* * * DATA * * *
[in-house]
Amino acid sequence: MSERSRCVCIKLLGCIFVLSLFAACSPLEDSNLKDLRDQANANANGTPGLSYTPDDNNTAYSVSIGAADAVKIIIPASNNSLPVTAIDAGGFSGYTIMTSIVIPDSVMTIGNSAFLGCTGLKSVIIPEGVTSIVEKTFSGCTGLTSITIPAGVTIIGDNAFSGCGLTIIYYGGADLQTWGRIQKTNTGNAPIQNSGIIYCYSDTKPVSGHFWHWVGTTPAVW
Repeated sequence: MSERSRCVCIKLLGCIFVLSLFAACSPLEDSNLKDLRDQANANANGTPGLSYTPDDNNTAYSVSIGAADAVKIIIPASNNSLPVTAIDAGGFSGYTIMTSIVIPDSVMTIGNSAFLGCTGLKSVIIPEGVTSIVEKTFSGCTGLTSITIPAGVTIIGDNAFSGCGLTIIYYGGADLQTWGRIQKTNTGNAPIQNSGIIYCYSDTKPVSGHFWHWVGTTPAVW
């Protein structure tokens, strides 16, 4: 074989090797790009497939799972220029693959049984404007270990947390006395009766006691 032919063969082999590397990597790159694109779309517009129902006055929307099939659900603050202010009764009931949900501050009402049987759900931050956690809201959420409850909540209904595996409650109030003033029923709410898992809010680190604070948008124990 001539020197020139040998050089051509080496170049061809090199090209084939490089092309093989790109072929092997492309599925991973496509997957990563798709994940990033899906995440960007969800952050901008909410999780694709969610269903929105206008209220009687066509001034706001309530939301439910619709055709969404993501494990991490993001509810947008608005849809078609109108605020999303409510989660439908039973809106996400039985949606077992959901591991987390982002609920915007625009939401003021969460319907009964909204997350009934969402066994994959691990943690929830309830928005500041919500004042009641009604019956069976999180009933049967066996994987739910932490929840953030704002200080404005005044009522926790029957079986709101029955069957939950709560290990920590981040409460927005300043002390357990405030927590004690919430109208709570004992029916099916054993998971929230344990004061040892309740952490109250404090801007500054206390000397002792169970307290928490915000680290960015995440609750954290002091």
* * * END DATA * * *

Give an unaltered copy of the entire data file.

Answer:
[in-house]
Amino acid sequence: MSERSRCVCIKLLGCIFVLSLFAACSPLEDSNLKDLRDQANANANGTPGLSYTPDDNNTAYSVSIGAADAVKIIIPASNNSLPVTAIDAGGFSGYTIMTSIVIPDSVMTIGNSAFLGCTGLKSVIIPEGVTSIVEKTFSGCTGLTSITIPAGVTIIGDNAFSGCGLTIIYYGGADLQTWGRIQKTNTGNAPIQNSGIIYCYSDTKPVSGHFWHWVGTTPAVW
Repeated sequence: MSERSRCVCIKLLGCIFVLSLFAACSPLEDSNLKDLRDQANANANGTPGLSYTPDDNNTAYSVSIGAADAVKIIIPASNNSLPVTAIDAGGFSGYTIMTSIVIPDSVMTIGNSAFLGCTGLKSVIIPEGVTSIVEKTFSGCTGLTSITIPAGVTIIGDNAFSGCGLTIIYYGGADLQTWGRIQKTNTGNAPIQNSGIIYCYSDTKPVSGHFWHWVGTTPAVW
């Protein structure tokens, strides 16, 4: 074989090797790009497939799972220029693959049984404007270990947390006395009766006691 032919063969082999590397990597790159694109779309517009129902006055929307099939659900603050202010009764009931949900501050009402049987759900931050956690809201959420409850909540209904595996409650109030003033029923709410898992809010680190604070948008124990 001539020197020139040998050089051509080496170049061809090199090209084939490089092309093989790109072929092997492309599925991973496509997957990563798709994940990033899906995440960007969800952050901008909410999780694709969610269903929105206008209220009687066509001034706001309530939301439910619709055709969404993501494990991490993001509810947008608005849809078609109108605020999303409510989660439908039973809106996400039985949606077992959901591991987390982002609920915007625009939401003021969460319907009964909204997350009934969402066994994959691990943690929830309830928005500041919500004042009641009604019956069976999180009933049967066996994987739910932490929840953030704002200080404005005044009522926790029957079986709101029955069957939950709560290990920590981040409460927005300043002390357990405030927590004690919430109208709570004992029916099916054993998971929230344990004061040892309740952490109250404090801007500054206390000397002792169970307290928490915000680290960015995440609750954290002091």